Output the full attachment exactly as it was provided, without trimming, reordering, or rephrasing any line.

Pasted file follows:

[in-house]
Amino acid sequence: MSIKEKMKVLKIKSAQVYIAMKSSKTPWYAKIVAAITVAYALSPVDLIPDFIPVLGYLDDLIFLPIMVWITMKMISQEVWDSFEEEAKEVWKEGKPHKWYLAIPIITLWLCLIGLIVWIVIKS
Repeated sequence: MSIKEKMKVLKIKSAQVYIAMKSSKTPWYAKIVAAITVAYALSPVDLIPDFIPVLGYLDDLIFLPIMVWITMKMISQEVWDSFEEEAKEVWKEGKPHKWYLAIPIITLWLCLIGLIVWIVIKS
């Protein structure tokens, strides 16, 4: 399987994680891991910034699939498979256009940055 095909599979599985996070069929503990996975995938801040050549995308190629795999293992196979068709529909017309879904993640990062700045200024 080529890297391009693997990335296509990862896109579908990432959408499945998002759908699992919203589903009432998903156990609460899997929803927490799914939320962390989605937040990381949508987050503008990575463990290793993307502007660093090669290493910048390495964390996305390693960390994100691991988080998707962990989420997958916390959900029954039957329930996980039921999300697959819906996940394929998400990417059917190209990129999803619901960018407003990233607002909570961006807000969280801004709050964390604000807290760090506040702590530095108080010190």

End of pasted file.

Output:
[in-house]
Amino acid sequence: MSIKEKMKVLKIKSAQVYIAMKSSKTPWYAKIVAAITVAYALSPVDLIPDFIPVLGYLDDLIFLPIMVWITMKMISQEVWDSFEEEAKEVWKEGKPHKWYLAIPIITLWLCLIGLIVWIVIKS
Repeated sequence: MSIKEKMKVLKIKSAQVYIAMKSSKTPWYAKIVAAITVAYALSPVDLIPDFIPVLGYLDDLIFLPIMVWITMKMISQEVWDSFEEEAKEVWKEGKPHKWYLAIPIITLWLCLIGLIVWIVIKS
């Protein structure tokens, strides 16, 4: 399987994680891991910034699939498979256009940055 095909599979599985996070069929503990996975995938801040050549995308190629795999293992196979068709529909017309879904993640990062700045200024 080529890297391009693997990335296509990862896109579908990432959408499945998002759908699992919203589903009432998903156990609460899997929803927490799914939320962390989605937040990381949508987050503008990575463990290793993307502007660093090669290493910048390495964390996305390693960390994100691991988080998707962990989420997958916390959900029954039957329930996980039921999300697959819906996940394929998400990417059917190209990129999803619901960018407003990233607002909570961006807000969280801004709050964390604000807290760090506040702590530095108080010190």